Losers of Globalization
By Allison Mazur
May 31, 2016
It was a stereotypical rainy day in London, but we still had to hustle to ACCENT to hear our first guest lecturer, Dan Wheatley. In between dodging raindrops and trying to navigate the Tube, I wondered what our lecture would be about. To my surprise, Wheatley focused on globalization and multiculturalism in London.
I already knew that London was what we colloquially call a melting pot (thanks Bend It Like Beckham), but I didn’t know to what extent. Wheatley informed us that over 300 languages are spoken in London, and that there is constant migration to the city, in part because of the ease of travel within the European Union.
Wheatley also talked about the upcoming vote on whether Britain should remain within the European Union. Most of us hadn’t even heard about this vote (although my dad kept reminding me before I left on this trip that it was an exciting time to be in the UK solely for this reason), in part because American news and media is so American-focused and not as internationally-focused. Wheatley drew parallels between the EU vote and the 2016 American presidential election. The same type of people who want out of the EU are usually the same type of people who vote for Donald Trump: losers of globalization. These are the people who did not benefit from globalization, and they want to close their borders in an effort to keep their money circulating within their country, instead of going to outside sources. These people are usually older, male, and not so well-off in the current economy. Whereas most young people support globalization, and want international trade and the flow of ideas to continue. So that’s one of the many reasons this divide has begun to form.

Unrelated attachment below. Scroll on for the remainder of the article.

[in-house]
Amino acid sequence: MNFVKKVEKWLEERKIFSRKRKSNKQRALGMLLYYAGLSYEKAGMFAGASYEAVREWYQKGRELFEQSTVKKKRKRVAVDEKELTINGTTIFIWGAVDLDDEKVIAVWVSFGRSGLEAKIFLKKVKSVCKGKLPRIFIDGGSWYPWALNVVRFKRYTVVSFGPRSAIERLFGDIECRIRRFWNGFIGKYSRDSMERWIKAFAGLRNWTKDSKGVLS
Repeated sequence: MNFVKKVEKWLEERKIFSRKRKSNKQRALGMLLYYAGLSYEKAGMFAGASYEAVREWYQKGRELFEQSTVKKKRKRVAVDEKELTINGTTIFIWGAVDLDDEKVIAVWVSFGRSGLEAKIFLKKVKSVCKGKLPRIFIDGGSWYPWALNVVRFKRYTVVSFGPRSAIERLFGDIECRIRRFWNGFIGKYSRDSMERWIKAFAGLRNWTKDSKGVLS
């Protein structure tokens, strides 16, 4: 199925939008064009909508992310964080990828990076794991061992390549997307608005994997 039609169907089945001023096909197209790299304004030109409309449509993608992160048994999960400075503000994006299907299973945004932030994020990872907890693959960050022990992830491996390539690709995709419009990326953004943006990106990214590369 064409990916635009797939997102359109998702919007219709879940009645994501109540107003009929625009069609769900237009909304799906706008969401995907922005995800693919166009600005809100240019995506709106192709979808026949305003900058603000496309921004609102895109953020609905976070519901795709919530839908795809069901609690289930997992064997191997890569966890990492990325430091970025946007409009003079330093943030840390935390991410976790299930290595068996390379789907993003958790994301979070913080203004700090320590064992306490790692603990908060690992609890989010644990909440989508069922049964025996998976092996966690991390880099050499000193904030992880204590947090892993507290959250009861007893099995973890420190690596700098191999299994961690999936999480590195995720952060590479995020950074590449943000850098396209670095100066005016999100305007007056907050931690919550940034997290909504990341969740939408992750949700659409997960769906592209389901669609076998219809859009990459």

After our lecture some of us decided to visit the British Museum, just around the corner from the ACCENT building. While the British Museum has amazing collections of artifacts from all over the world, it is kind of ironic that London is such a celebrated city of multiculturalism when most of these artifacts were stolen from various countries during colonial rule. It’s incredible to see historical artifacts like the Rosetta Stone, Cleopatra’s mummy, and parts of the Parthenon, but we have to remember these things were stolen from countries, most of which are trying to get them back.